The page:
Thursday, 21 March 2013

All men are evil rapists

Here is a fun experiment - try using the words "I am a feminist" in a few conversations today. I predict that in at least one of these conversations you'll have to defend yourself or are expected to laugh at a sexist joke to prove you have a sense of humour.The f-word is definitely not uncontroversial and there seems to be almost no grey area: Feminism is either infallible or intend upon enslaving anyone with a y-chromosome.

I will be using this entry for a shock revelation: I am broadly speaking in favour of equality. I think that it's a great development that I can work without having to ask permission from a husband, father, brother or uncle, I quite enjoy the fact that I wasn't married off aged 12 and I also think it's basically a good thing that I can vote/ run for political office. I think we could fairly blame these achievements on feminism. I would also like to point out that I agree with many modern day feminist demands like equal pay and opportunities for women and men. So, feminism has supported and is supporting good and important causes but somehow the brand is damaged these days.

Feminists, I'm afraid, are partly to blame for this development. There is an argumentation that runs along the lines of: Men have subjugated women for centuries, they should apologise ad infinitum/ make up for this/ be subjugated in turn. It's probably the same feminists that suggest that women are the better sex and should be put in charge of everything or turn issues like domestic violence and sex work into simple narratives with goodies and baddies.

There seems to be a perceived imbalance of power in some areas where women allegedly "win" more often than men.Women tend to "win" more easily in court when it comes to child custody and (accusations of) rape. Having said that, there are equally popular areas where according to popular perception men "win". The obvious example here being equal pay (it's one of my favourite examples and we will be using it throughout this post) or the fact that in most companies and institutions the top management is made up mostly of men. It's not my intention to verify either injustice, but you may employ Google yourself, if you wish. I find it worth noting that the system as it currently is unfair to both genders in different aspects of life. While the sensible thing to do as humanists would be to work together to make the system fairer overall, the system remains largely untouched providing both radical feminists and radical masculinist (if radmascs is not a word, it should be one) with claims to support their petty little agendas.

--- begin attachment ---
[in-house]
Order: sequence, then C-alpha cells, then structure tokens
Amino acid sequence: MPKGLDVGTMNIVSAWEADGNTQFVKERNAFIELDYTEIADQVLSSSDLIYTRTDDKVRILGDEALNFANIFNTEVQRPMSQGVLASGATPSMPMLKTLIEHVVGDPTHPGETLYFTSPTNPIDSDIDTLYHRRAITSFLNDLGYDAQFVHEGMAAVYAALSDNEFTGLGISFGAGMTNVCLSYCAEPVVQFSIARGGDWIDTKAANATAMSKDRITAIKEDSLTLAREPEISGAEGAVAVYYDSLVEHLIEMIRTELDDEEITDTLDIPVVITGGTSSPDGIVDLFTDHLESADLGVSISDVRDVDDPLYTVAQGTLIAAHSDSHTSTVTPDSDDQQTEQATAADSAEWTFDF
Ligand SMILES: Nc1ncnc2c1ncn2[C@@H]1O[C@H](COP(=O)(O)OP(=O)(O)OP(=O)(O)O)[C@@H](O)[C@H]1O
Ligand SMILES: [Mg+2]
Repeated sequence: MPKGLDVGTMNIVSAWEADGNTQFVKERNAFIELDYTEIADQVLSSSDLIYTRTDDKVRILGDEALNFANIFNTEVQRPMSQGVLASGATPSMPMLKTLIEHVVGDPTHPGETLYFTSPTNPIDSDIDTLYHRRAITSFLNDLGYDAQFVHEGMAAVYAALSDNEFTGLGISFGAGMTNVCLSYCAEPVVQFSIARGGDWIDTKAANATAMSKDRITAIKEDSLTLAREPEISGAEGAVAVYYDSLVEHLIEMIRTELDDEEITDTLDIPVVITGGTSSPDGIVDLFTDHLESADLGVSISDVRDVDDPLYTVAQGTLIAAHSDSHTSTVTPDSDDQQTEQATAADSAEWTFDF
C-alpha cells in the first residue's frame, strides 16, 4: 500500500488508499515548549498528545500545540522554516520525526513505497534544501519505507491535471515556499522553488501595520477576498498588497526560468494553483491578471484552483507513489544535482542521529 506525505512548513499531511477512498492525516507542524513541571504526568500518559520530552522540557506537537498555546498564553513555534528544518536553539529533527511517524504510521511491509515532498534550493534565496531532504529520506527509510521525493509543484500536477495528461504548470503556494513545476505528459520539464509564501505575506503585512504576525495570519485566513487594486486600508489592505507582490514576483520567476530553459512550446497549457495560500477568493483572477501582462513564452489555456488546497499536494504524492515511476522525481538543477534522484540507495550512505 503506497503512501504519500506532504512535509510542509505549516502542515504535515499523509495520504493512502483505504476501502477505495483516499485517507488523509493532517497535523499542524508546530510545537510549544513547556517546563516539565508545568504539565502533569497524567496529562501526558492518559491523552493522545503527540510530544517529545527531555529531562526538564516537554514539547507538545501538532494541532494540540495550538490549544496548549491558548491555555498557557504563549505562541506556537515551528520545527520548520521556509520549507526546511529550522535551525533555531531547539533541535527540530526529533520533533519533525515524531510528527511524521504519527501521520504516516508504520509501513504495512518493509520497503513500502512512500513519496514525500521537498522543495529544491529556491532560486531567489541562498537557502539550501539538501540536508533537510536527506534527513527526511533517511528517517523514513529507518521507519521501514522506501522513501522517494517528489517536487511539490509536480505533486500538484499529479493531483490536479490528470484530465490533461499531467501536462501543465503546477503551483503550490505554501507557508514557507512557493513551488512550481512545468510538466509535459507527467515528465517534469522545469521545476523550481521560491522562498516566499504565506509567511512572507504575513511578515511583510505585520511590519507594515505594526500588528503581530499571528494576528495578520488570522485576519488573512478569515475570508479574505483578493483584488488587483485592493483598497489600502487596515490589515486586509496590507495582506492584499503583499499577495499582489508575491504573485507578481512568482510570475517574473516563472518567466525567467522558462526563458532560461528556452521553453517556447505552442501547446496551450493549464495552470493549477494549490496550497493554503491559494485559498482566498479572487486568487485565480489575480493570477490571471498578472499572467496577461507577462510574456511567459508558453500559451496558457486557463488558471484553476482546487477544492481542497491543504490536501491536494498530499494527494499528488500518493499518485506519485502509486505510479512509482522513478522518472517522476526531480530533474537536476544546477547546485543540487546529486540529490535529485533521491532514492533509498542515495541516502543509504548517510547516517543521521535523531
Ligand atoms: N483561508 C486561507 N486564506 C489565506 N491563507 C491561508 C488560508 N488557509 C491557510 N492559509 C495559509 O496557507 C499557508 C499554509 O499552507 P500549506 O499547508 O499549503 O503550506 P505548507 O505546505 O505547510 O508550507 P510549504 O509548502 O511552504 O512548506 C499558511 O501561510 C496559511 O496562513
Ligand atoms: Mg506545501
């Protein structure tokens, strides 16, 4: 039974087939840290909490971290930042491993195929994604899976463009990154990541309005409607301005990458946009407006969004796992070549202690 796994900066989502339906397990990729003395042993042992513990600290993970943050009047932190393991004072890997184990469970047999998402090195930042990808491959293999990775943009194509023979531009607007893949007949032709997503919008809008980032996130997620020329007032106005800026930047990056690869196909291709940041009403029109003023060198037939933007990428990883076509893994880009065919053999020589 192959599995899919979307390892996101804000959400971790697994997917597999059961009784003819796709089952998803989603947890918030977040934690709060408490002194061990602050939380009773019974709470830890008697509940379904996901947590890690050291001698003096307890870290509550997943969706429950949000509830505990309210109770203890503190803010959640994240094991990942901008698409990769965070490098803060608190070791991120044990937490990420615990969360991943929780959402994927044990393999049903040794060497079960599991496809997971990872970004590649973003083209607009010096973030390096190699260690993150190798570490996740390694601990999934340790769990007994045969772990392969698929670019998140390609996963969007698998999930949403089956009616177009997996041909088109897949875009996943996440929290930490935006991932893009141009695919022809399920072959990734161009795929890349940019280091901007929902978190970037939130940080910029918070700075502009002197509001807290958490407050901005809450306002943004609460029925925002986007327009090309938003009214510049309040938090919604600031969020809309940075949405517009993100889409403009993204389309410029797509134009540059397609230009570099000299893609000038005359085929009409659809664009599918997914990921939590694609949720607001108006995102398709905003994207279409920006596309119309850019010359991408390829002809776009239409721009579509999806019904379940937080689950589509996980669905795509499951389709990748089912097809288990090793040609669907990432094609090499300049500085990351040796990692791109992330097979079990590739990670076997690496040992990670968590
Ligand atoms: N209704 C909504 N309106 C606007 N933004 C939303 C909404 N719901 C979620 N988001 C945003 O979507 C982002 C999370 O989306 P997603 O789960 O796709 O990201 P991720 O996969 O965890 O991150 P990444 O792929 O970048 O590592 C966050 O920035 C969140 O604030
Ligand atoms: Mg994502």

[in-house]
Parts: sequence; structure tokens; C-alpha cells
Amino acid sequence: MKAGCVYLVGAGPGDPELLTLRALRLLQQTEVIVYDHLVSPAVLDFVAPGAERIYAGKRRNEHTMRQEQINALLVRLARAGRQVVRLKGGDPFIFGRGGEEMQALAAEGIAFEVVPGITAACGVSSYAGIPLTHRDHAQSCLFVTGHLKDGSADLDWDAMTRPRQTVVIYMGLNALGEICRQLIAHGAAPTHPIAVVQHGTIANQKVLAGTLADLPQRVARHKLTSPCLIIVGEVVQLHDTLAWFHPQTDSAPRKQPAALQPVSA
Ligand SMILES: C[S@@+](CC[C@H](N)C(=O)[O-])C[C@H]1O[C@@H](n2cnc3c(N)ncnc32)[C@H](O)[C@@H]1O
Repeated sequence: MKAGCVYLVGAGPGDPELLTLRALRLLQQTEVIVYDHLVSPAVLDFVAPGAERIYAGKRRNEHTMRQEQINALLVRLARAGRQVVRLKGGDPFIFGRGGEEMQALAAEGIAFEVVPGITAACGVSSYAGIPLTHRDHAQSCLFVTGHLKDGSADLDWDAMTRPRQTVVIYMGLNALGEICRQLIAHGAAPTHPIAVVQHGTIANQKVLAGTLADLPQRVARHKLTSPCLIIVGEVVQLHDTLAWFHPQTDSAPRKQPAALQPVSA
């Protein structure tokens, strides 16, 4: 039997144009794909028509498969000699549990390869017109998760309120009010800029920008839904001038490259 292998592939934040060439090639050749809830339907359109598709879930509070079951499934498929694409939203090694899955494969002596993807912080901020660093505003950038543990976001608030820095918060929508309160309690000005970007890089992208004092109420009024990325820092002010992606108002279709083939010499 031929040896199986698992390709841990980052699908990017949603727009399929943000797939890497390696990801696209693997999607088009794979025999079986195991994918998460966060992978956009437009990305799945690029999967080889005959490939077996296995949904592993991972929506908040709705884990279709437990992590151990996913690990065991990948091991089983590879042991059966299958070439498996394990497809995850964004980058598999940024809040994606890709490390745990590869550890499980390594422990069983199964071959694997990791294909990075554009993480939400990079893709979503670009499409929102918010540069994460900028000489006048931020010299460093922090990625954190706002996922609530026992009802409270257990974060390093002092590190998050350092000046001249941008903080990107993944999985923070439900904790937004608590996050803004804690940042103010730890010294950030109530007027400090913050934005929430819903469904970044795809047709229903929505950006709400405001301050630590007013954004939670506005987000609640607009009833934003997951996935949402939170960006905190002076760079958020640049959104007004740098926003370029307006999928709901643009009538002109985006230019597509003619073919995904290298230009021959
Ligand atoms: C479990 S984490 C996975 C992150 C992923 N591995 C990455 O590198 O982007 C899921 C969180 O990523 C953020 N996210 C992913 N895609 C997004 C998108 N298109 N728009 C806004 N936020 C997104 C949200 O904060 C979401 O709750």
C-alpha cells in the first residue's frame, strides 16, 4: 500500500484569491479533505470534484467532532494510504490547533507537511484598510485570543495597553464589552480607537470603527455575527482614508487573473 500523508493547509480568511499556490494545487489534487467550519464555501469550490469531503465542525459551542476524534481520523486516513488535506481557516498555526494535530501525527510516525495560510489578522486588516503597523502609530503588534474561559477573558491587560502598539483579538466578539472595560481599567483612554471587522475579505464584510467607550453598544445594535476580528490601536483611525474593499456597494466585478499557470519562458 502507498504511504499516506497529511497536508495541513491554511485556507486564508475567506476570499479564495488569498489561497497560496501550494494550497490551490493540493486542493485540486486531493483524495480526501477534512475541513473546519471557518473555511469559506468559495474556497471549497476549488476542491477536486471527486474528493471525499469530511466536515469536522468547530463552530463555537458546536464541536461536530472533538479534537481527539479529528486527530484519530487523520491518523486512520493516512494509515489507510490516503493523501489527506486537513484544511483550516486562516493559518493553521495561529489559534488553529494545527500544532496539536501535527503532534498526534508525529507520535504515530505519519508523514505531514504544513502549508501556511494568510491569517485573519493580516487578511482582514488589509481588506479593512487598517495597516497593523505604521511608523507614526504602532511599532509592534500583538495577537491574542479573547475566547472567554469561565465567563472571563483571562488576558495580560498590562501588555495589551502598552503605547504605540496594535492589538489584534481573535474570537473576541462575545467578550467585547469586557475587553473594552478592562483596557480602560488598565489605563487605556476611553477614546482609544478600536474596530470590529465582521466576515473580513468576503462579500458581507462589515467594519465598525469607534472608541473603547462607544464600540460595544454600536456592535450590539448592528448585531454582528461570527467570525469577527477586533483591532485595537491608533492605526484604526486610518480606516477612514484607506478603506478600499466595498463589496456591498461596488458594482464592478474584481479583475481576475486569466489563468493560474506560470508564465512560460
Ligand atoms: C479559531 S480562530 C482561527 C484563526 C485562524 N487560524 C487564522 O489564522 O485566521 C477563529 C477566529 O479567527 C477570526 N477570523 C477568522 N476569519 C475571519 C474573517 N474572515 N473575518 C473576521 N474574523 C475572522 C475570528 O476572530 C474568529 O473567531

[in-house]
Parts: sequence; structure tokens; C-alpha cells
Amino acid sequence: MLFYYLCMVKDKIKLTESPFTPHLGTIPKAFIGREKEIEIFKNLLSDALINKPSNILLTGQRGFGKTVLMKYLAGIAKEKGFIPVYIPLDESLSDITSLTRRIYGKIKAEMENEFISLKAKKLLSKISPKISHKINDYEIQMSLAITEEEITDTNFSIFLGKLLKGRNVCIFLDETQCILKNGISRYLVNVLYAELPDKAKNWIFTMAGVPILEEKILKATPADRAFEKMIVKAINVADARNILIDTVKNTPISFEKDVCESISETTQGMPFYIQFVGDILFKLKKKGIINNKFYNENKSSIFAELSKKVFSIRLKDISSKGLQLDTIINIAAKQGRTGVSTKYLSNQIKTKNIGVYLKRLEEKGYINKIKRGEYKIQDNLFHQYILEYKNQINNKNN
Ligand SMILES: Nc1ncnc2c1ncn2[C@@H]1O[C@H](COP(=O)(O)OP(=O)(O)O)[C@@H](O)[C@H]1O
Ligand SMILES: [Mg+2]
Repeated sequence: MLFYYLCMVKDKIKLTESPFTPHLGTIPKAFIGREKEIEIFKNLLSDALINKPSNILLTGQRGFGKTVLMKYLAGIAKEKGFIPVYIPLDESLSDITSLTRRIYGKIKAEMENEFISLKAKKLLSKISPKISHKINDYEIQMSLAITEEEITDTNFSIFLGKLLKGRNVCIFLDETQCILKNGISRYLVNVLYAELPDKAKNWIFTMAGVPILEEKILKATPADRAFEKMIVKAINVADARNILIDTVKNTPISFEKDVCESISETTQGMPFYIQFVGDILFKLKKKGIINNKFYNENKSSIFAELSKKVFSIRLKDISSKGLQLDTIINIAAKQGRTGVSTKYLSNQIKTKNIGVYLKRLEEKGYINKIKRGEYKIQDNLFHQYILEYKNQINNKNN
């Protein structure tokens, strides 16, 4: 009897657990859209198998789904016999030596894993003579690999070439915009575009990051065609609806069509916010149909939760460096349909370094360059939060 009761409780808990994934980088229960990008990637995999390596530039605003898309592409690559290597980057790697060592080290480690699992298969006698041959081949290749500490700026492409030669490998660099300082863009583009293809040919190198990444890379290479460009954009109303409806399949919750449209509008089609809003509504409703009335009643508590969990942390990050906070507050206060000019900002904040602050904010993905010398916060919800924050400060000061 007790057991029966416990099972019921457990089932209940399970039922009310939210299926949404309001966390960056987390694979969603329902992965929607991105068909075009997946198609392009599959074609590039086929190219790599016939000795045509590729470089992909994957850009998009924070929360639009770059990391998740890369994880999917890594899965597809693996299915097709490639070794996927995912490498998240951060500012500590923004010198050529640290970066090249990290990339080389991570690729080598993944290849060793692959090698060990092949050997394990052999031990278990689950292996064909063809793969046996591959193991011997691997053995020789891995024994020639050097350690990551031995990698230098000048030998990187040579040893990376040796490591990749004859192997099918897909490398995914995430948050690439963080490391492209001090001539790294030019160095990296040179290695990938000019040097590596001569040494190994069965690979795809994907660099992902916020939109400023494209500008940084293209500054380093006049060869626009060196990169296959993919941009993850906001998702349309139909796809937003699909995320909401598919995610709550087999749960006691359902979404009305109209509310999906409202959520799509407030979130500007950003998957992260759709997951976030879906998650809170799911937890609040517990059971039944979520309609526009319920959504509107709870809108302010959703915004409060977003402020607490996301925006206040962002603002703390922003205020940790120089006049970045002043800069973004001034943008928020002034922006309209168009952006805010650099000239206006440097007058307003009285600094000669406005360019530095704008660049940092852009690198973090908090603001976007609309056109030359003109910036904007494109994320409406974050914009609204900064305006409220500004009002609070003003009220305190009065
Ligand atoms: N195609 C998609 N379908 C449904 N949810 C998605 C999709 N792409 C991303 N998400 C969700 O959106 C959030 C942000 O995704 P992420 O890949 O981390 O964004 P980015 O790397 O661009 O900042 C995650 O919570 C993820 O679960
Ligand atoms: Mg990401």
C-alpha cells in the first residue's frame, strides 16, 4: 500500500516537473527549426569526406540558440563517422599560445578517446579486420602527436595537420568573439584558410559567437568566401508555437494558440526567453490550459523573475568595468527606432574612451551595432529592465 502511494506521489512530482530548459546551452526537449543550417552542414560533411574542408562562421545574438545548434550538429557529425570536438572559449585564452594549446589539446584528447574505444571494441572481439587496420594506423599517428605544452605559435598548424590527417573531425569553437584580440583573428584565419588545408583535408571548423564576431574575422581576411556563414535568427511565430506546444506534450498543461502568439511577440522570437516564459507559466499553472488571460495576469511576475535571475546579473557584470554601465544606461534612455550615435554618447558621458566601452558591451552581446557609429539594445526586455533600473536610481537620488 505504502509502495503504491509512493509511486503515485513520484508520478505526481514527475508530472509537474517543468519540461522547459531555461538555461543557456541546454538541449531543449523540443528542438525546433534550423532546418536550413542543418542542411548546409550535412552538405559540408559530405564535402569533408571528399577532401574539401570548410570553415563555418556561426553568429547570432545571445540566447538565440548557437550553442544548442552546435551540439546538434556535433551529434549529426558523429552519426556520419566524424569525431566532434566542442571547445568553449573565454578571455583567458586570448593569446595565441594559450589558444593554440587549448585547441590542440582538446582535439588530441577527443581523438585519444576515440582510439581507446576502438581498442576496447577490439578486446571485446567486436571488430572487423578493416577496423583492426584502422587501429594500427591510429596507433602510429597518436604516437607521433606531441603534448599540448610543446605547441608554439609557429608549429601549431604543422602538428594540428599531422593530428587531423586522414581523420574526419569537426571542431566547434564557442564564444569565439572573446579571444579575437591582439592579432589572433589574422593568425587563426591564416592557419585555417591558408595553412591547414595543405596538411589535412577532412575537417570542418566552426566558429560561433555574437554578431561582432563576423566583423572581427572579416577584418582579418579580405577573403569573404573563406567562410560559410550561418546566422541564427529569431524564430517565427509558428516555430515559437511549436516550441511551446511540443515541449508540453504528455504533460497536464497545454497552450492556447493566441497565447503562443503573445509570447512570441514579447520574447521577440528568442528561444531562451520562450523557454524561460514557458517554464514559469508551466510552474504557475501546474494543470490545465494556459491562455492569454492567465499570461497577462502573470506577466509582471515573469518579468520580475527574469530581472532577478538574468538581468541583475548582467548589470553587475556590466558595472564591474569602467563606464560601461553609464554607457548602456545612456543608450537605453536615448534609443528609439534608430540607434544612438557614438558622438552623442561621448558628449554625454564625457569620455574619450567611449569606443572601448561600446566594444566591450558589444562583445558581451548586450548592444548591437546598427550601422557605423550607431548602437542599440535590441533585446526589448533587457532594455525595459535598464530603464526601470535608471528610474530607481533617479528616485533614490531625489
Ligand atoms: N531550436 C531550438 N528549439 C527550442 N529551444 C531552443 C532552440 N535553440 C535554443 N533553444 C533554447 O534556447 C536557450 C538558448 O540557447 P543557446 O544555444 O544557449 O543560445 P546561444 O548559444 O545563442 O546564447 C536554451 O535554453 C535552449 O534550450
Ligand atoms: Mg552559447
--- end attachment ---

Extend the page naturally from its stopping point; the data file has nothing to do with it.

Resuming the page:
Personally, I am reluctant to refer to myself as a feminists.

Firstly, I find parts of humanity that organise themselves in groups highly suspicious. I realise that campaigning for a greater good (or evil) is easier, if you team up with a lot of other people who have roughly the same goal. Sadly well intentioned-groups will at some point be run-over by members who are so excited about the common goal that they turn into radicals. If I think about religions or political movements, I can't think of one movement that hasn't got a radical wing. It gets absurd when it comes to Liberalism, but of course there are plenty of radical Liberals out there who all write for The Guardian and of course radicalism is a massive PR problem for Feminism as we discovered above.

Group mentality, and therefore Feminism, place very little emphasis on personal responsibility. History is seen as a fight between MEN who have oppressed WOMEN out of collective meanness. As much as I like a great drama, this narrative doesn't help a lot when it comes to finding consensus. It is MEN who take away equal pay (...) rather than WOMEN who, to employ a sweeping generalisation, should be educated better about their own self-worth and negation skills. It might also be worth to start with the realisation that believing in yourself and negotiating for what you're worth doesn't have an impact on your femininity.